They don’t understand you are not supposed to cheer when your candidate is talking about bad things, like the submerging of New Orleans.
Posts For: August 28, 2008
The litany of the poor and dying.
Someone should ask Joe Biden about that. But we are now into the Joads family album.
One of the biggest problems the Dems have is that the world is always seen through a glass darkly. Obama’s greatest acheivement in his 2004 speech was to make the country feel good about itself. But this speech is all about the pain. And it’s very short on specifics on how he’ll cure it.
John, Jen: Barack Obama mentions John McCain more than 20 times in his prepared remarks. Compare this to George H. W. Bush’s 1988 acceptance speech in Houston; he did not mention his opponent Michael Dukakis by name even once. George W. Bush mentioned Al Gore only once at the 2000 convention in Philadelphia.
Jen, I think the reason for the speech’s unusually direct attack on his rival is two-fold. One, it suggests the Obama people have become convinced that merely invoking Bush’s name will not do the trick for them, as they once thought it might. Second, they want to draw McCain out, to force him to come out swinging, because they believe a Republican on the attack is a vastly more unattractive figure and will get himself into trouble.
If is mother imbued him with such reverence for kindness and respect for others, he seemed not to carry that over in his relationships later in life. Was Bill Ayers respectful of others? Was Reverend Wright? The film about Obama is lovely; it simply bears no resemblance to the actuality of his life and the choices he made.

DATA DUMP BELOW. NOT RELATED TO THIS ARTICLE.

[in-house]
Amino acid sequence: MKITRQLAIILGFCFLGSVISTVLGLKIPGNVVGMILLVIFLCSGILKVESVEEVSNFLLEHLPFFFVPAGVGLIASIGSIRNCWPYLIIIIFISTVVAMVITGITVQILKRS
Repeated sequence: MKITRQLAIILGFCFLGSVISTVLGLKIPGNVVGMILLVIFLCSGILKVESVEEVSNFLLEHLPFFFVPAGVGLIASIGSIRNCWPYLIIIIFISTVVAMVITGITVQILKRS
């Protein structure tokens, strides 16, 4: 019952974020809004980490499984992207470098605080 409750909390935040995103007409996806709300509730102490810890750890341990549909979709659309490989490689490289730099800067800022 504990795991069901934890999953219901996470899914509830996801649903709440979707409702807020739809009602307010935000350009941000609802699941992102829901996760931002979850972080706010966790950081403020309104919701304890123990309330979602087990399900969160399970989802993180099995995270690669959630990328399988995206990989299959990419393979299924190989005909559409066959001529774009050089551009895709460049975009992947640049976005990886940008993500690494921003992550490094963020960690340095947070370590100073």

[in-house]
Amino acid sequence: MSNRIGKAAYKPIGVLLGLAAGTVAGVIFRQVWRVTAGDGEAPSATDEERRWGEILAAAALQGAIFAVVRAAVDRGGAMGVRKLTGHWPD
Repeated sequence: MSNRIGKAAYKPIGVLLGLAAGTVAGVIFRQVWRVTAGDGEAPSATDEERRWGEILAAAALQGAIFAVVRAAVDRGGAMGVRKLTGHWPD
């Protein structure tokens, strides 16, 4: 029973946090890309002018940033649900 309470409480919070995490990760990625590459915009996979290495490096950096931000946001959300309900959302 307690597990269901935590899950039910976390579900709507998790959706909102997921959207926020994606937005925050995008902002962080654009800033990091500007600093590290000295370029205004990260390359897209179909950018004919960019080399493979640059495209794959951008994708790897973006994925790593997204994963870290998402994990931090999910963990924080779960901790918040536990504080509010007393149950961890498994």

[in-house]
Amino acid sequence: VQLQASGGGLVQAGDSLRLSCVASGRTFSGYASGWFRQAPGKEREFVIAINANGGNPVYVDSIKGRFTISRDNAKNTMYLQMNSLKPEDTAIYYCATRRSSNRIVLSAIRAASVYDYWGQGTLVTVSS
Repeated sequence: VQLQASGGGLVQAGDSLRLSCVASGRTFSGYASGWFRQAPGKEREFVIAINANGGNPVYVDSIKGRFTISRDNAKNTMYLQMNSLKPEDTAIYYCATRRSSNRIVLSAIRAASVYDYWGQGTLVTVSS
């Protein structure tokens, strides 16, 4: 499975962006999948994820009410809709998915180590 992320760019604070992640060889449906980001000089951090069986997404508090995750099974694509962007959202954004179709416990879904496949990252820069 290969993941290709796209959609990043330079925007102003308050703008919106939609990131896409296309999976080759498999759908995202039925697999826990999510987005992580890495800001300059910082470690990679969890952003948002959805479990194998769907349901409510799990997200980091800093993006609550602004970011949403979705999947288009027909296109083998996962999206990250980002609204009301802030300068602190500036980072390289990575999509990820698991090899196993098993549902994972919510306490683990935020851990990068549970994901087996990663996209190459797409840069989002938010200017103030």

They’ve just tried to make his years in the IL legislature and Congress add up to something by listing the issues he cares about. But they can’t make a silk purse out of a sow’s ear.
He drove out to Chicago from ???? It is a mystery in this film.
The post-modern narcissism of introducing oneself with a video of oneself is a bit striking. It’s as if Obama is incomplete without his media persona. He is the message, the medium, and the person at the center of both. It’s the Obama godhead.
It may come across differently when delivered, but I am struck by how nasty and personally aggressive it is toward John McCain. Didn’t Joe Biden do that? One wonders if the New Politician has now adopted Bill Clinton’s “Chicago Thug” label as his own. Again, maybe he will do it with such grace and good humor that it won’t seem mean, small and bitter.
I guess Obama thinks that a little comparable worth-speak will satisfy die hard feminists who are still angry over his passing over Hillary for VP. He’s got the requisite line
“And now is the time to keep the promise of equal pay for an equal day’s work, because I want my daughters to have exactly the same opportunities as your sons.”
I guess he is too young to recall the 1963 Equal Pay Act.
How is this passage:
You don’t defeat a terrorist network that operates in eighty countries by occupying Iraq. You don’t protect Israel and deter Iran just by talking tough in Washington. You can’t truly stand up for Georgia when you’ve strained our oldest alliances. If John McCain wants to follow George Bush with more tough talk and bad strategy, that is his choice – but it is not the change we need. We are the party of Roosevelt. We are the party of Kennedy. So don’t tell me that Democrats won’t defend this country. Don’t tell me that Democrats won’t keep us safe. The Bush-McCain foreign policy has squandered the legacy that generations of Americans — Democrats and Republicans – have built, and we are here to restore that legacy.